More than 50% of buyers put location as the number one influencing factor in their choice of a new home. Things like low crime rate, good local amenities, road network and schools all influencing their decision of location. And we all know ‘good location’ homes sell at a price premium.
After location it traditionally used to be factors such as friendly neighbours, large gardens and fitted kitchens that weighed heavily in the buyer’s mind for choosing a home. But what is surprising in recent surveys during 2005 is that these factors are now playing second fiddle to low energy use homes. Energy efficient homes continue to climb the most desirable feature list. Nearly 50% of survey respondees now report that it is energy saving features such as good insulation and efficient heating systems that weighs more heavily on their mind once they have settled on location. And interestingly, green features are climbing strongly in the list of buyers’ preferences with almost 20% of house buyers. Saving the world for future generations is it seems a growing factor in a house buyer’s decision making process.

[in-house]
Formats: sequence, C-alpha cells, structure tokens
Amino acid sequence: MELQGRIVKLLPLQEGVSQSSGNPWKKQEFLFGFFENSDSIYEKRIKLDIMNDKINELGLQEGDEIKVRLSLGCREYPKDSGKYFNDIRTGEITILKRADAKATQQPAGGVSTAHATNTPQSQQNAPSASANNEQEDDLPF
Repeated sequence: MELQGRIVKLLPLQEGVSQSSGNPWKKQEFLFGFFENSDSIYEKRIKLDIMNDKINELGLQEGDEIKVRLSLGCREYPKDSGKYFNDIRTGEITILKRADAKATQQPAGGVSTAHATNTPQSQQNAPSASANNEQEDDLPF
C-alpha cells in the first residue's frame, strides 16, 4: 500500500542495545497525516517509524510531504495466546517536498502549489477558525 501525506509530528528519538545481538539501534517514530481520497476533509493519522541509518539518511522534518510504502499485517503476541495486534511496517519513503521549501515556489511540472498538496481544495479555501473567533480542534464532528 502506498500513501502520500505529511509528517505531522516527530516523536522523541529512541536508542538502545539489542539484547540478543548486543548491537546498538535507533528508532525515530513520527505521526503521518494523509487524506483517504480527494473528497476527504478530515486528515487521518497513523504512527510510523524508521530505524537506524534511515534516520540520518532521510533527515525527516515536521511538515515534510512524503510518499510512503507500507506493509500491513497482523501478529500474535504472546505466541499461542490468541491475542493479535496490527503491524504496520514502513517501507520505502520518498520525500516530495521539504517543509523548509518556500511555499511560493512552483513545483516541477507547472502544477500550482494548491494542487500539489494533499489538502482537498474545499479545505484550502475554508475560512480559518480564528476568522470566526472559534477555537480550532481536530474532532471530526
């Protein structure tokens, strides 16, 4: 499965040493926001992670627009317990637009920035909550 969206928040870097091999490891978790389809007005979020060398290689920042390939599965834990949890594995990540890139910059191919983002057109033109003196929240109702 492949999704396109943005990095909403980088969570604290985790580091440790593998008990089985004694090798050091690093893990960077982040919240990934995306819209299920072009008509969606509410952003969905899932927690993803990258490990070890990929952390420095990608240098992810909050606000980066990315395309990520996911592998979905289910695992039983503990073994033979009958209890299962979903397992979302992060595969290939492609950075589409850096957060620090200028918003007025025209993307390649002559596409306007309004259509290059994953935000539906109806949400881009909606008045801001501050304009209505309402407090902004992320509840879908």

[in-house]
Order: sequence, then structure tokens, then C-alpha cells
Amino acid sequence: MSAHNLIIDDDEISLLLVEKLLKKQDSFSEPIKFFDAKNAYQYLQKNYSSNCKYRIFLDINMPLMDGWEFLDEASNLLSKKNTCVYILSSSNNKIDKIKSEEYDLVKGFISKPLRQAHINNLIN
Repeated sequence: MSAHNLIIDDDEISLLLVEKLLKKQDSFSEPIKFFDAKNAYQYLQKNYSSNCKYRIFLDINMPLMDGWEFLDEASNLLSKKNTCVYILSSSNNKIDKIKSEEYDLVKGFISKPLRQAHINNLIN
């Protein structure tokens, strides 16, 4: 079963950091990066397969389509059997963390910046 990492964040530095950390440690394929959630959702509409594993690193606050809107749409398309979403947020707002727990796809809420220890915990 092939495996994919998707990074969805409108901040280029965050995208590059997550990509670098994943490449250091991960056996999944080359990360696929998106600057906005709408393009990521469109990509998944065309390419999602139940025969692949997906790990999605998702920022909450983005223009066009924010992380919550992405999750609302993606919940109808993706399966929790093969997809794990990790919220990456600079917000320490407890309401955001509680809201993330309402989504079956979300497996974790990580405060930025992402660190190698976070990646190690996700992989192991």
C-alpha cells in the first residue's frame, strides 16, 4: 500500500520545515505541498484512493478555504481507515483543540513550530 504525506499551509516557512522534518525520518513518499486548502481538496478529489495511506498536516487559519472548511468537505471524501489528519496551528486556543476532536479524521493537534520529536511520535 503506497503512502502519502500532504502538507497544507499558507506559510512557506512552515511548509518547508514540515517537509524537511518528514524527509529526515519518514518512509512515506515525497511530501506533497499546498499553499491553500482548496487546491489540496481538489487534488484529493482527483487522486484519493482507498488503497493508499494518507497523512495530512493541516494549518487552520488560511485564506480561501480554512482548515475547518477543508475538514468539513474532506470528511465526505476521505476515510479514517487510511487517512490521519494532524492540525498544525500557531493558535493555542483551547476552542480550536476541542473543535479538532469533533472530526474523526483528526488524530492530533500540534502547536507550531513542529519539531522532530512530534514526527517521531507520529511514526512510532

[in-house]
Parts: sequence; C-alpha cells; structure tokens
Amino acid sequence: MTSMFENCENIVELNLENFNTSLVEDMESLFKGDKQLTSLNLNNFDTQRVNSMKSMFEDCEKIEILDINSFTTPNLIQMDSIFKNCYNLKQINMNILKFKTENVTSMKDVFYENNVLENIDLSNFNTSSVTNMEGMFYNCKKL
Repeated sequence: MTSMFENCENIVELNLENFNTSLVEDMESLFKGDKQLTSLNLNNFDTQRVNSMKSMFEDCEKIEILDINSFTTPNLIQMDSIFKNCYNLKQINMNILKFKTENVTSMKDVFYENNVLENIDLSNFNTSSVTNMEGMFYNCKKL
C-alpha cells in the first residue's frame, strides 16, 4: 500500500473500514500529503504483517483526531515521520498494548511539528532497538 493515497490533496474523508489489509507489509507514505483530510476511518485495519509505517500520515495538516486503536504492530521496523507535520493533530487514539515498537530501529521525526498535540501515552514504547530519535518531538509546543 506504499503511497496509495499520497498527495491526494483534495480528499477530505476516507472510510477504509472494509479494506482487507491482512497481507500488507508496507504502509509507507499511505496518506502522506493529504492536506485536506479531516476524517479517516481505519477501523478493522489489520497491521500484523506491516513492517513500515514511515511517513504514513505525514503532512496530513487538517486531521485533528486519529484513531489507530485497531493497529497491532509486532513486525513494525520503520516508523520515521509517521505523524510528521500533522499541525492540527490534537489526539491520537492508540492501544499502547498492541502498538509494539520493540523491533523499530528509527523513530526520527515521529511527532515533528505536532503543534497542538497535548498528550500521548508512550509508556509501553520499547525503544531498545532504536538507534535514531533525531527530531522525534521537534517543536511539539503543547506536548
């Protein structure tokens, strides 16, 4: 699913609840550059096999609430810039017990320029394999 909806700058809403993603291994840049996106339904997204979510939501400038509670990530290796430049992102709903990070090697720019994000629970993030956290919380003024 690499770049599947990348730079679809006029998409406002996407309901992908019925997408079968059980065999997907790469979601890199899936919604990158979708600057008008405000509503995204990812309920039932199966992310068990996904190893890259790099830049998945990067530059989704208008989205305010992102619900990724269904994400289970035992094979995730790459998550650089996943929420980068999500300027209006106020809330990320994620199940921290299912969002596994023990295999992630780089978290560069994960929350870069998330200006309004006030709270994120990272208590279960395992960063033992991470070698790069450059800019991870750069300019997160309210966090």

Installing energy saving products like polyurethane spray foam insulation, cavity wall insulation and efficient condensing boilers not only helps reduce green house gases such as carbon dioxide, they also make the home more comfortable and more attractive to future buyers. It will be interesting to see what sort of a price premium that leads to given that home energy efficiency is climbing the list of house buyers’ influences.
Andrew Mullins | alfa
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A study led by scientists of the Max Planck Institute for the Structure and Dynamics of Matter (MPSD) at the Center for Free-Electron Laser Science in Hamburg presents evidence of the coexistence of superconductivity and “charge-density-waves” in compounds of the poorly-studied family of bismuthates. This observation opens up new perspectives for a deeper understanding of the phenomenon of high-temperature superconductivity, a topic which is at the core of condensed matter research since more than 30 years. The paper by Nicoletti et al has been published in the PNAS.
Since the beginning of the 20th century, superconductivity had been observed in some metals at temperatures only a few degrees above the absolute zero (minus...
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